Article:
Matthew C Rade, MD, Aaron Berkenwald, MD, Desmond H Birkett, MD, Dmitry Nepomnayshy, MD. Lahey Hospital and Medical Center
Introduction: In order to perform certain laparoscopic procedures, a surgeon requires an extra assistant to hold the camera. Problems with this approach include table crowding which leads to poor ergonomics, miscommunication leading to poor image targeting and image stability, and increased cost of having extra staff in the O.R. We wanted to assess if the AutoLap system, a novel robotic laparoscope positioner could address these concerns. This study reports set up time, ergonomics and image stability data using this device.
Methods and Procedures: Data included set up time, ergonomics and usability (via nurse, surgeon and camera holder questionnaire) and image stability recorded via the Inertial Measurement Unit (IMU), an attachable sensor, describing linear acceleration (in units gravity [g]) and horizontal acceleration (Angular Velocity in rad/sec). The 70% nosiest sections of camera movements were removed, leaving the steadiest sections for analysis between human and Autolap. After 20 warm-up procedures, 26 patients were divided between the human and robotic arm of the study.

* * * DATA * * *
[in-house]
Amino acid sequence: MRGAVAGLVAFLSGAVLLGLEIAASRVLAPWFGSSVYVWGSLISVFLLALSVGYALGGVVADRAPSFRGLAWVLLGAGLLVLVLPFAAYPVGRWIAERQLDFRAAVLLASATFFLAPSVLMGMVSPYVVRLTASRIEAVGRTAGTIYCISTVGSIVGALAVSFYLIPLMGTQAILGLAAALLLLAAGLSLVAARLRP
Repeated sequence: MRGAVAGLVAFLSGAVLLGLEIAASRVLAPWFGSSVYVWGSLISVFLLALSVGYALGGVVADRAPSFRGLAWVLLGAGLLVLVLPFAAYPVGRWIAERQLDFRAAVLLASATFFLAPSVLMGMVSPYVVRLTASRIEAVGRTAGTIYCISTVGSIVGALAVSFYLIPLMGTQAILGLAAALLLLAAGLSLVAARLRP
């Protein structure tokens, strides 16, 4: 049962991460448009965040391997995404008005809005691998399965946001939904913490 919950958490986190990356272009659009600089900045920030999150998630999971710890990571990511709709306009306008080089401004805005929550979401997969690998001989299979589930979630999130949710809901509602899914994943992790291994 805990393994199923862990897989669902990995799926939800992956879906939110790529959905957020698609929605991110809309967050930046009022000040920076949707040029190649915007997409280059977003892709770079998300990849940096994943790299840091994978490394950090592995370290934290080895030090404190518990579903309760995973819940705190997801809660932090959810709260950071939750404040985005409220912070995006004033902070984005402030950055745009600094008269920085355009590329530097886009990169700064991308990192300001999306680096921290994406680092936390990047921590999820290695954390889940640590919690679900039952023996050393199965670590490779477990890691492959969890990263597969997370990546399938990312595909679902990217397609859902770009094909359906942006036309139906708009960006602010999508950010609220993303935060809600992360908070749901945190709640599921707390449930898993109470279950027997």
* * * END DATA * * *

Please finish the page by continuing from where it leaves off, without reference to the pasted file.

Results: Angular velocity and linear acceleration were better for the robotic camera holder. Median angular velocity was 0.029 and 0.005 rad/sec for human camera holder and AutoLap system, respectively (p-value <0.001). Linear acceleration was 0.011 and 0.007 [g] (p-value 0.015). Positive feedback included greater surgeon comfort (92%) and nursing staff reported improved interaction with surgeon (100%) as well as more efficient procedure (92%) with AutoLap. Negative comments included difficulties connecting the camera to the holder and inefficient device set up. During training cases, the average setup time was 8.25mins with a standard deviation of 3 mins. For study cases, the average setup time was 7.27 mins +1.25 mins. Interestingly, 54% of human camera holders reported discomfort in their arm, back or neck throughout the procedure.
Conclusions: The AutoLap system provides improved image stability, staff interactions, and enhanced ergonomic comfort for the surgical team. It also offers cost-savings from decreased staffing requirements for hospitals that routinely use staff camera holders. The system set up of 7-8 minutes was less variable after 20 cases, representing the learning curve. In addition, our approach identified problems with the system that require improvement by the manufacturer. Notably, we identified significant ergonomic problems for human camera holders, which has been previously described and can be addressed by this device.
Presented at the SAGES 2017 Annual Meeting in Houston, TX.
Abstract ID: 88127
Program Number: P491
Presentation Session: iPoster Session (Non CME)
Presentation Type: Poster